The utility poles in our neighborhood are being replaced, and this has made me consider how vital these ubiquitous columns are to our lives, and how little we appreciate them.
They bring us electricity, of course, and even with wireless options available, most of still get our telephone service, cable TV, and internet access through wires strung along utility poles. They provide power to street lights and traffic signals, and sometimes they play host to cell phone antennae.
But do we love them? Only on the rare occasion when a storm knocks one down and we realize how much of modern life collapsed with it.
We call them ugly. We wish they could all be eliminated in favor of underground wiring, but we don’t want to foot the gigantic bill for the conversion. We envy people who live in new developments where the only towering poles are those that support street lights and traffic signals. But be honest: don’t those suburban communities with underground wiring look a little... naked? As if nobody really lives there?
Samuel Morse, who built the first utility line in 1844 to carry telegraph signals between Baltimore and Washington, tried laying cable underground but ran into so many problems that he dug it up again and strung it on poles. Utility poles have been with us ever since, going wherever people have chosen to live. When the Transcontinental Railroad was built in the 1860s, telegraph lines supported by utility poles kept pace with construction, running alongside the rails. In some parts of the U.S., we still have stretches of open road where we can drive for miles without seeing towns or houses, but in most cases the utility poles are there, beside the pavement, carrying electricity and telephone service to remote areas.
|Promontory, Utah, 1869|
You might think that by this late date we would have switched to poles made of some indestructible space-age material, but the majority of this country’s millions of utility poles are still nothing more than tall, slender tree trunks stripped of bark and treated with preservative. Some of the companies supplying them have been in business for a century or more. A lot of workers are dependent on this industry for jobs, beginning with those who harvest the trees. Iron and metal poles and T structures are also made, and you’ll most often see them carrying the heaviest electrical transmission lines. Slender iron poles can be used anywhere, though, and some are colored to look like wood. (Those pictured at left are manufactured by McWane.)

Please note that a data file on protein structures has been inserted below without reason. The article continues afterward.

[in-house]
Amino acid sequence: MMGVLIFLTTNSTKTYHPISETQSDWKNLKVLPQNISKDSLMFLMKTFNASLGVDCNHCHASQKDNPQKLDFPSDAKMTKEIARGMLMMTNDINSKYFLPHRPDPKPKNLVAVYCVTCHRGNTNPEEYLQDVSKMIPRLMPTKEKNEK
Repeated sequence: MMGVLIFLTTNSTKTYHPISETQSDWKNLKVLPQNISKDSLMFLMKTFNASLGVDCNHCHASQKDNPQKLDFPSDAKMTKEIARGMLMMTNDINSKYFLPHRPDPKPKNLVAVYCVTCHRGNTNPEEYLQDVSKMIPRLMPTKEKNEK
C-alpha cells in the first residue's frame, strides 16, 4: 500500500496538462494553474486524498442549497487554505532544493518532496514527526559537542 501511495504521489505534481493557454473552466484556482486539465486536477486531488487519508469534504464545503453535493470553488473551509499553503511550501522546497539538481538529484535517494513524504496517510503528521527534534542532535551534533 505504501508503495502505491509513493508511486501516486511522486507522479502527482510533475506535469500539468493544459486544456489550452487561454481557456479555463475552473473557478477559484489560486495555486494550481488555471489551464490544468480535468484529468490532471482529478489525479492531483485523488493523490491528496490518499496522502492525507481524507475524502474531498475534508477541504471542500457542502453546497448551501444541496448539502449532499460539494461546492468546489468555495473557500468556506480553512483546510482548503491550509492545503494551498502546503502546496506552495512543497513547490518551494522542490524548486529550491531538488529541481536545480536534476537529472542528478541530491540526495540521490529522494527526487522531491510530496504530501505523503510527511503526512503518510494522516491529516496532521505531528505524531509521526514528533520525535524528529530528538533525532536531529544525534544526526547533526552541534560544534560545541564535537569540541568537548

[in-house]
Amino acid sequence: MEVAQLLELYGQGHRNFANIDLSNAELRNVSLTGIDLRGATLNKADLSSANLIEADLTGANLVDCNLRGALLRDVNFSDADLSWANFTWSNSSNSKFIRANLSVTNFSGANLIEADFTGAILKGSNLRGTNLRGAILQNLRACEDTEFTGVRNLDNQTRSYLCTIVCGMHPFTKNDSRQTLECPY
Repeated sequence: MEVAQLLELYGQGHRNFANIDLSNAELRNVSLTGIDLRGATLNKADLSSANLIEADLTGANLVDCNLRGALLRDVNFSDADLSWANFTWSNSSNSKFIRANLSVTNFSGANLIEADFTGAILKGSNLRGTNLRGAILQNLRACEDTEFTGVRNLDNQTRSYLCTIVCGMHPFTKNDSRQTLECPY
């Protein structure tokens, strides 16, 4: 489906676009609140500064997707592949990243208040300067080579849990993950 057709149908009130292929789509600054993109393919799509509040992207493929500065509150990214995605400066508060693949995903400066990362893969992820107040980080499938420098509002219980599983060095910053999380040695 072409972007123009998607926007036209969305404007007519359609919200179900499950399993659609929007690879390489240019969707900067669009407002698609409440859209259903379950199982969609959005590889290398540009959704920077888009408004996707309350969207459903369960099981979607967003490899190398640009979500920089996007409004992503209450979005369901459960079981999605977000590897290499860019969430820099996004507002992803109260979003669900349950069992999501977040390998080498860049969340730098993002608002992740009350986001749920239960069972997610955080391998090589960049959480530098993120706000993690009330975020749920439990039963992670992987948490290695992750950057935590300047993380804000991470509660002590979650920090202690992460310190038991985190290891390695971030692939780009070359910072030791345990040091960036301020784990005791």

Treated to prevent rot and insect damage, a wooden pole may last half a century or more. Our subdivision was built in 1960, and I don’t believe the poles have ever been replaced before. They have many cracks, and they’re riddled with holes drilled by hopeful (but always disappointed) woodpeckers. Replacing a pole involves digging a hole next to it, anchoring the new pole several feet deep in the ground, and transferring all the wiring. We haven’t seen an old pole taken down yet, but I assume they’ll all be cut at ground level and hauled away.
Every pole bears markings, either carved or burned into the wood or printed on metal plates about six feet from the ground, that supply all sorts of identifying information – the date it was installed, which company manufactured it, the type of wood it’s made of, the preservative used, the route it serves.
Beyond the “C” for creosote, I haven’t been able to decipher the letters and numbers on the pole at one corner of our yard. The only thing that makes sense to me is the little metal plate with “C&P VA” engraved on it – a relic of the era when the Chesapeake and Potomac Telephone Company provided our service and Verizon didn’t yet exist. Maybe when the old pole comes down, I’ll ask if I can keep that tag to remember it by.